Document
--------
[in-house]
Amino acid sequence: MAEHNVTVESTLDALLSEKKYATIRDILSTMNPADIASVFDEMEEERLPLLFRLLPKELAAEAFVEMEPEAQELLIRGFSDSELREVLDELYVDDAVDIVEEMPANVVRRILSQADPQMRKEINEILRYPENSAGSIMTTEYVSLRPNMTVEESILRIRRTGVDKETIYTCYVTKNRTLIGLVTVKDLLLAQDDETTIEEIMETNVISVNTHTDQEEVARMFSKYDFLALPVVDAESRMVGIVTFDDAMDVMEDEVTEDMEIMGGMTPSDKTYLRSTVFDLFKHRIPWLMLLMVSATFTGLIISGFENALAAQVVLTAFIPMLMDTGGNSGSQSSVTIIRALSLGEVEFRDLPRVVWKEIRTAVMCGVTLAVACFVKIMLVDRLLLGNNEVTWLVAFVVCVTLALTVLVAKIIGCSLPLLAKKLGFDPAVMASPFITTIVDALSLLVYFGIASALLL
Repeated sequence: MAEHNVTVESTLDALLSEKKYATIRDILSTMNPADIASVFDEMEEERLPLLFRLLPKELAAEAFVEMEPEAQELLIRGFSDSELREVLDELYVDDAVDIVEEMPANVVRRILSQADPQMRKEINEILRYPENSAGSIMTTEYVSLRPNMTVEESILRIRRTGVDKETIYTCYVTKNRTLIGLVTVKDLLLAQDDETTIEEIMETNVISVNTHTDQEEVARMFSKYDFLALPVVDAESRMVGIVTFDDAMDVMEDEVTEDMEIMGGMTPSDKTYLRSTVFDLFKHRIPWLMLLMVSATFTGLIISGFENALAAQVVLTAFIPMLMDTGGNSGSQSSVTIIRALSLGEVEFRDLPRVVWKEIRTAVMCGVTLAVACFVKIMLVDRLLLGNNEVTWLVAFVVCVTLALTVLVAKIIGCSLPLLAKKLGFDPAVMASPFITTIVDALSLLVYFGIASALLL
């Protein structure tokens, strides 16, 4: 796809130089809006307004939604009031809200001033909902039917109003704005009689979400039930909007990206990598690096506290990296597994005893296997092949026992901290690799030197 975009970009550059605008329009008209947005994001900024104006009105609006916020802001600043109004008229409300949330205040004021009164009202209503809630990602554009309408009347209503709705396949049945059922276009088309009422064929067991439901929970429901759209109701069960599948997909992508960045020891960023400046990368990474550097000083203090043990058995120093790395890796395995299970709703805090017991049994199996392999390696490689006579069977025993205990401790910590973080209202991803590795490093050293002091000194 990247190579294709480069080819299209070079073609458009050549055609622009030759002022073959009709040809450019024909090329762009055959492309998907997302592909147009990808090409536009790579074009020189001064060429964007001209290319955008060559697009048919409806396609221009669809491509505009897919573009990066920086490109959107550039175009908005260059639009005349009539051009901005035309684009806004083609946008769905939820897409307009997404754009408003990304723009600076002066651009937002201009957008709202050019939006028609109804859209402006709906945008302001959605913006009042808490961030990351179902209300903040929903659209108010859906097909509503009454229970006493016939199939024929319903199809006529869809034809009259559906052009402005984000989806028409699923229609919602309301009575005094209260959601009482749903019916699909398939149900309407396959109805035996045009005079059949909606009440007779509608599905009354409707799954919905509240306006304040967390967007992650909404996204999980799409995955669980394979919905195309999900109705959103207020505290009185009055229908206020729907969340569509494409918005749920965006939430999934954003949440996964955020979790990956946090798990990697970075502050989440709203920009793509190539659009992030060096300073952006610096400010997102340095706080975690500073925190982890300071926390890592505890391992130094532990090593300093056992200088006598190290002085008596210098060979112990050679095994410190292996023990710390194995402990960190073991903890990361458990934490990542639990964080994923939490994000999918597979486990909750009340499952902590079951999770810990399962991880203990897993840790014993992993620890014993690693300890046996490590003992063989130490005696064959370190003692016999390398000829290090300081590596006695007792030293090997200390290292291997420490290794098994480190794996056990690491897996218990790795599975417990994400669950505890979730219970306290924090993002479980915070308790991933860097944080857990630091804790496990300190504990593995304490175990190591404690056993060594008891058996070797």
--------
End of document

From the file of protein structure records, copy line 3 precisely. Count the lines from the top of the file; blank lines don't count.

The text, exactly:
Repeated sequence: MAEHNVTVESTLDALLSEKKYATIRDILSTMNPADIASVFDEMEEERLPLLFRLLPKELAAEAFVEMEPEAQELLIRGFSDSELREVLDELYVDDAVDIVEEMPANVVRRILSQADPQMRKEINEILRYPENSAGSIMTTEYVSLRPNMTVEESILRIRRTGVDKETIYTCYVTKNRTLIGLVTVKDLLLAQDDETTIEEIMETNVISVNTHTDQEEVARMFSKYDFLALPVVDAESRMVGIVTFDDAMDVMEDEVTEDMEIMGGMTPSDKTYLRSTVFDLFKHRIPWLMLLMVSATFTGLIISGFENALAAQVVLTAFIPMLMDTGGNSGSQSSVTIIRALSLGEVEFRDLPRVVWKEIRTAVMCGVTLAVACFVKIMLVDRLLLGNNEVTWLVAFVVCVTLALTVLVAKIIGCSLPLLAKKLGFDPAVMASPFITTIVDALSLLVYFGIASALLL